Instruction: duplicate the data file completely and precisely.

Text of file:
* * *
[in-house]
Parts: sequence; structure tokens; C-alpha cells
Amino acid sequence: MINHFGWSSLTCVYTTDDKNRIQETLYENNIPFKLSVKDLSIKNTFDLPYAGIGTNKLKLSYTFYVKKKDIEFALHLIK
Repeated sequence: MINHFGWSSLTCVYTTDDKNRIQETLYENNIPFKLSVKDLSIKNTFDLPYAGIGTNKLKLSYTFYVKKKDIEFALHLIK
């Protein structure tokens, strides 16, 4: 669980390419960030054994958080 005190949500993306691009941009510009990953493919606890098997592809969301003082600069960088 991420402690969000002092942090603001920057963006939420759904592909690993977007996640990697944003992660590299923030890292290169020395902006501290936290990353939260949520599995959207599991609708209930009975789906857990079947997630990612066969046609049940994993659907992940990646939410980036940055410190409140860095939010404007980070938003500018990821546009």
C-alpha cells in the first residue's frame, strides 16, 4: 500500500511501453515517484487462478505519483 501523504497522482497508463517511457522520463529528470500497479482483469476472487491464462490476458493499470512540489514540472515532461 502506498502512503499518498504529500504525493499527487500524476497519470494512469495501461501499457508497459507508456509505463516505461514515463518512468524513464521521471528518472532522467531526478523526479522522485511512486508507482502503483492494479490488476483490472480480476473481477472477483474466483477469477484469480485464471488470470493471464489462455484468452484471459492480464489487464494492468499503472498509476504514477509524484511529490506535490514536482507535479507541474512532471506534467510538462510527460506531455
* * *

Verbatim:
[in-house]
Parts: sequence; structure tokens; C-alpha cells
Amino acid sequence: MINHFGWSSLTCVYTTDDKNRIQETLYENNIPFKLSVKDLSIKNTFDLPYAGIGTNKLKLSYTFYVKKKDIEFALHLIK
Repeated sequence: MINHFGWSSLTCVYTTDDKNRIQETLYENNIPFKLSVKDLSIKNTFDLPYAGIGTNKLKLSYTFYVKKKDIEFALHLIK
């Protein structure tokens, strides 16, 4: 669980390419960030054994958080 005190949500993306691009941009510009990953493919606890098997592809969301003082600069960088 991420402690969000002092942090603001920057963006939420759904592909690993977007996640990697944003992660590299923030890292290169020395902006501290936290990353939260949520599995959207599991609708209930009975789906857990079947997630990612066969046609049940994993659907992940990646939410980036940055410190409140860095939010404007980070938003500018990821546009």
C-alpha cells in the first residue's frame, strides 16, 4: 500500500511501453515517484487462478505519483 501523504497522482497508463517511457522520463529528470500497479482483469476472487491464462490476458493499470512540489514540472515532461 502506498502512503499518498504529500504525493499527487500524476497519470494512469495501461501499457508497459507508456509505463516505461514515463518512468524513464521521471528518472532522467531526478523526479522522485511512486508507482502503483492494479490488476483490472480480476473481477472477483474466483477469477484469480485464471488470470493471464489462455484468452484471459492480464489487464494492468499503472498509476504514477509524484511529490506535490514536482507535479507541474512532471506534467510538462510527460506531455